Math: we love it, or we hate it. But don’t make the landlord mistake of allowing something as simple as prorating rent to cause you to inadvertently lose money, or overcharge the tenant. Calculating prorated rent is a skill that every landlord should possess. Unless every tenant moves in on the first of the month, proration will be necessary. And who are we kidding? That is just not the case all of the time.
In its simplest form, prorated rent is the amount of rent owed for only a partial month’s occupancy. For example: if a tenant moves in on the fourteenth day of any given month, they will not owe full month’s rent, they will only owe rent for the days they occupied the property (depending on how the lease is written, the prorated amount may be used for the first month of occupancy, second month, or potentially a different month). The same rule applies if a tenant moves out before the last day of any given month.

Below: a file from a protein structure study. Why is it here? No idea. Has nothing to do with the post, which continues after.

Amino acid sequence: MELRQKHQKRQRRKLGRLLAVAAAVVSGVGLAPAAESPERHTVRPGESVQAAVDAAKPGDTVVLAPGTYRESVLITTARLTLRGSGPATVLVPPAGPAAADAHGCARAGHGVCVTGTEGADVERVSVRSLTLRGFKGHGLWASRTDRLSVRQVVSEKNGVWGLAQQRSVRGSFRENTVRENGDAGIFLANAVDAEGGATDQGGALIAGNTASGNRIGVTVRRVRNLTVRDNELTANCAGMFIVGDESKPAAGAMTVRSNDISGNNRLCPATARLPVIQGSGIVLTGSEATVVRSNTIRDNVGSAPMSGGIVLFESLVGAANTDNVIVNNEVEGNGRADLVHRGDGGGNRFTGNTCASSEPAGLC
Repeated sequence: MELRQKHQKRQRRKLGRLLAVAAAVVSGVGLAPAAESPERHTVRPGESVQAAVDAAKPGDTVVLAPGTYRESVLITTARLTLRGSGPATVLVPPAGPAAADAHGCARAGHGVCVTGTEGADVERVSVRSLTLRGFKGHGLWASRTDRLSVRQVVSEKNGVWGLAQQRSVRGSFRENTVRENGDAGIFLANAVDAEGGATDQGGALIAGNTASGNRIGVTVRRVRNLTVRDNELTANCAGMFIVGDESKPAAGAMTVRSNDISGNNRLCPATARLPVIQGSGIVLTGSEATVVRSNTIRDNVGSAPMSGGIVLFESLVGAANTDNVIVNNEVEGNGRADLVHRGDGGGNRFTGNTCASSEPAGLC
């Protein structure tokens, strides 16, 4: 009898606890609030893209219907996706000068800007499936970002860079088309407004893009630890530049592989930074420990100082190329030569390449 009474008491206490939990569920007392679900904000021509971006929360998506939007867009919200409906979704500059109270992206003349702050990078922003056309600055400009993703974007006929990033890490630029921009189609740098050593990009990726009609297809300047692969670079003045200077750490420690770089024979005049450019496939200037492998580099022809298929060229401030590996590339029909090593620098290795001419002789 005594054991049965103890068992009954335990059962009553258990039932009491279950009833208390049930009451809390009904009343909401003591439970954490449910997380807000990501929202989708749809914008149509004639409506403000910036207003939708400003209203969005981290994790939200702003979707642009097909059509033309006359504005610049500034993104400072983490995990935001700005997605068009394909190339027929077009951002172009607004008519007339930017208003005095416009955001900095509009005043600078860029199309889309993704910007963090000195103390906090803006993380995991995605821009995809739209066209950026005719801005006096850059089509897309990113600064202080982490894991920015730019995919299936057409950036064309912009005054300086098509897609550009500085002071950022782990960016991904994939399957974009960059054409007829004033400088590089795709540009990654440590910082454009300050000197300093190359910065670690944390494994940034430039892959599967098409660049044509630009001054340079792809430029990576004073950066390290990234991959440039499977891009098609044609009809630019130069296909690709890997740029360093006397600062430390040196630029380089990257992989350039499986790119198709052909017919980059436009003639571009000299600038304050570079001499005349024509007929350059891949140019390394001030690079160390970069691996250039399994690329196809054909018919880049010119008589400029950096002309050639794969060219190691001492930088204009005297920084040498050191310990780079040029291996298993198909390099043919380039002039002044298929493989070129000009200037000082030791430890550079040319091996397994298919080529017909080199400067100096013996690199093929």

Heather Peake lays out four different ways to calculate prorated rent in a recent article on Rentec Direct, appropriately entitled, “4 Ways to Calculate Prorated Rent.”
As Heather explains, there are two steps in calculating prorated rent amounts:
Step 1: Determine the daily rental rate
Step 2: Multiply the daily rate by how many days the tenant will occupy the unit
While the two-step process is pretty straight forward, determining which formula to use takes a little more thought.
To see the four recommended formulas to find which is best for you, and to view the article in its entirety, click here.